Saturday, September 12, 2009

San Juans Peakbagging, Day 3 and Out

Still damp from the previous day's storm and with no tent to capture our body heat, neither Dave nor I slept well at 11,000 feet in September in our one-pound down bags. Still, the morning dawned clear, and so we packed up and began the the three-mile hike to Jagged Mountain, leaving most of our gear at the cabin. The ground was still wet in No Name valley, but few other signs of the storm remained, and the walls of Monitor and Animas glowed pink across the valley.

Jagged is one of Colorado's few technical mountains—its summit is a 500-foot-high turreted fin, cresting on one spire at 13,824 feet. To reach Jagged's north face, you hike to a 13,000-foot pass and then traverse steep grassy slopes to the base. The route is rated 5.0 to 5.2, but it's mostly steep scrambling up well-trodden grass hummocks and short boulder problems. Good luck sticking the landing if you blow it, though. We carried a 120-foot length of thin rope and a few pieces of gear, but the only time we actually belayed was when we got off-route in the first few feet and had to traverse a delicate, wet slab to regain the correct line.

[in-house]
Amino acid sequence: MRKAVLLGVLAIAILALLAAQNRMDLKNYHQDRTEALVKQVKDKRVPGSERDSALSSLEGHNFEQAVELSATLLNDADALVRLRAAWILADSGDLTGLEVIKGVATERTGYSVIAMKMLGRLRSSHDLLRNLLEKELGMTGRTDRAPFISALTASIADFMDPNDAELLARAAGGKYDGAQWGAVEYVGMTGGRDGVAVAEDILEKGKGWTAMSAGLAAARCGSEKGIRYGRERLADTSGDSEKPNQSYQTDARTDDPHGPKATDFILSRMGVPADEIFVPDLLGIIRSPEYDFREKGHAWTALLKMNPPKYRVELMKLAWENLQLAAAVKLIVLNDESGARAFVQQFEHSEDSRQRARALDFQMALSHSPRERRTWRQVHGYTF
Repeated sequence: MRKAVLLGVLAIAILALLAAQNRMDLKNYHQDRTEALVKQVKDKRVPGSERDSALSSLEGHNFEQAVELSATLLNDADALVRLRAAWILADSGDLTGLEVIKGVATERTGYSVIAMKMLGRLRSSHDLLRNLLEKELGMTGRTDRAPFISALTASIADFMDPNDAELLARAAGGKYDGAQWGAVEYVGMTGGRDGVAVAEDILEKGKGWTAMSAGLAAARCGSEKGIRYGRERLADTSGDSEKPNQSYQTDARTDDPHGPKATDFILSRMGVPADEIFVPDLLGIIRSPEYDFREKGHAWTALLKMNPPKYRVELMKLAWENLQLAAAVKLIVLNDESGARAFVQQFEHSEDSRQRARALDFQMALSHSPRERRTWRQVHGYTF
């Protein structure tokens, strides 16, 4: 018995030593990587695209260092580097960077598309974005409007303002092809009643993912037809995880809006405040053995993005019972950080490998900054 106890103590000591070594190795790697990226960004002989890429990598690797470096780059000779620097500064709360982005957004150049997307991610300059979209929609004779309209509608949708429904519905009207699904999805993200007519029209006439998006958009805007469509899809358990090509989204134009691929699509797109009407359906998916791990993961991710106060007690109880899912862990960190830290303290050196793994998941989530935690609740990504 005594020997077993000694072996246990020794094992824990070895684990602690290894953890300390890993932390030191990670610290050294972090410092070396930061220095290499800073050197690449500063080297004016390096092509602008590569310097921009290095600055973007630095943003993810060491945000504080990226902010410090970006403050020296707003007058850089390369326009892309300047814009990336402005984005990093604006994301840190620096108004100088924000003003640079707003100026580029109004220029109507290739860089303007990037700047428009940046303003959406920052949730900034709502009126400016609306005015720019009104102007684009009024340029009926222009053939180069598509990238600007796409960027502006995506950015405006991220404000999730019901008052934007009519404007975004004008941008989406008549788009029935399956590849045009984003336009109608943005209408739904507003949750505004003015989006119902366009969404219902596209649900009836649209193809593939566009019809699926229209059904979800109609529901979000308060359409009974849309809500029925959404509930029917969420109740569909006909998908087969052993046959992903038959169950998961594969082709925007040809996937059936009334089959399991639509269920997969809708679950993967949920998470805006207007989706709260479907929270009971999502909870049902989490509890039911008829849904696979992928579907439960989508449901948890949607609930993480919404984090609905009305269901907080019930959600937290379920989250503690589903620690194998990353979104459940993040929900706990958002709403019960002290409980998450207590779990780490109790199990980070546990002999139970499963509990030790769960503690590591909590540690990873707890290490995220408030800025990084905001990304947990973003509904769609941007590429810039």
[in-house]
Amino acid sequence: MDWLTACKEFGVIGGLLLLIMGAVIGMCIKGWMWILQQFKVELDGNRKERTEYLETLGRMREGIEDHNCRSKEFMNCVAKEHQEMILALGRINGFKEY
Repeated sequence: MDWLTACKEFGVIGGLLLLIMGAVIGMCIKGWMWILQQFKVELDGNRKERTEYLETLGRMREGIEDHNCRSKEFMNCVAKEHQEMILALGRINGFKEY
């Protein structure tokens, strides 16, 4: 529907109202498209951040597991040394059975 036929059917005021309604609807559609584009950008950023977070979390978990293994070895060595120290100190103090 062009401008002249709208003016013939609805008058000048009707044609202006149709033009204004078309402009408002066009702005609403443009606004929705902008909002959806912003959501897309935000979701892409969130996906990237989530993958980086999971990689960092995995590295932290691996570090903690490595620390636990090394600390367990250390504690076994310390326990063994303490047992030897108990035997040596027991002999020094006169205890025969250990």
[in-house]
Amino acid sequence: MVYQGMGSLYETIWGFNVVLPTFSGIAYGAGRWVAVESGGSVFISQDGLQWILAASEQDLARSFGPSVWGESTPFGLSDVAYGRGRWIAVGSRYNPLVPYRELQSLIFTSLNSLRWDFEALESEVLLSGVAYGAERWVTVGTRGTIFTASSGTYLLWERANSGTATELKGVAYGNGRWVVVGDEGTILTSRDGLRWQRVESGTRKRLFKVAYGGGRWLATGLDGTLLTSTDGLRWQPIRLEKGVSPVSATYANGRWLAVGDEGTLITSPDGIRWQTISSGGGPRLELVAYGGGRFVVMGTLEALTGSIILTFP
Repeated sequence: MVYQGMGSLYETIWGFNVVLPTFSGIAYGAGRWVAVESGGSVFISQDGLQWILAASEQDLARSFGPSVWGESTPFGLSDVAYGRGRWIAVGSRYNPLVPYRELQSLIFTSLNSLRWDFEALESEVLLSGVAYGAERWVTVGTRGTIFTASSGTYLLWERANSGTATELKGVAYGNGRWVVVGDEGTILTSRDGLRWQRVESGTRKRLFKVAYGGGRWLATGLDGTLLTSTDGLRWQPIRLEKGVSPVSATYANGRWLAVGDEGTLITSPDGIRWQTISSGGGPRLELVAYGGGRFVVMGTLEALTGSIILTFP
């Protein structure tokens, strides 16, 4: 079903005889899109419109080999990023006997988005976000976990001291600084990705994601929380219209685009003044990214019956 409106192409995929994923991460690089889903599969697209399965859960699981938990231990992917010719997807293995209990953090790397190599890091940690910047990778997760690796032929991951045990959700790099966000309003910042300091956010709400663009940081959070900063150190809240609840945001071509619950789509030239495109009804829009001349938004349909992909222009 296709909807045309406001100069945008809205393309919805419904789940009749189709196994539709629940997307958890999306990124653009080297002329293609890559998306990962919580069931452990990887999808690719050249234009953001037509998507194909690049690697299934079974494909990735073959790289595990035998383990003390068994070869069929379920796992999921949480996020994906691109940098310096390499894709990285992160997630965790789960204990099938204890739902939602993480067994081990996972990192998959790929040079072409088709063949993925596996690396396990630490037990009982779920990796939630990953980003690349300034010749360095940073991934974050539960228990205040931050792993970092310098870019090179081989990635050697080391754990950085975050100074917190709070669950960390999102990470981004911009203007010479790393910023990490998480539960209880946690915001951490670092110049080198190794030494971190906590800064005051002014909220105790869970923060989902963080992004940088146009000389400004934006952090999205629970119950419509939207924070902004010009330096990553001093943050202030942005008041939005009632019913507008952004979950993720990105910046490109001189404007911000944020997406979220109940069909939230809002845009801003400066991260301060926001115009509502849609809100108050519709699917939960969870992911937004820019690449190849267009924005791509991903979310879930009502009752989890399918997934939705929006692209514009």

On top we looked over to Sunlight, Windom, and Eolus, the 14'ers we'd hoped to climb the next day. We could see Pigeon and Turret, and retrace the rough route we had followed through the Ruby Creek basin to get to No Name. But black clouds already were building over Jagged by 10 a.m., and so we hastily downclimbed and rappeled. (A 120-foot rope is perfect for the three rappels on Jagged, by the way.) By 1 p.m. we were back at the cabin, and we decided to push for the railroad tracks. We walked down No Name Creek, following a good trail until the Animas River, where the route devolved to a game trail through dense patches of blowdown. We spent the night by the tracks, outside an old shed we planned to use for shelter if it rained, and then caught the train back to Silverton in the morning. Once again, the day had dawned clear, and of course we kicked ourselves for not pushing over the pass into Chicago Basin the day before—tent or no tent. But we'd already done plenty—12,000 vertical feet and three peaks in two and a half days. And later in the day, as I was driving home, Dave called me from Telluride. I could hear the rain slapping his car. "You should see the sky—it's completely black," he said. "I can't see a single peak." So I guess we made the right call.

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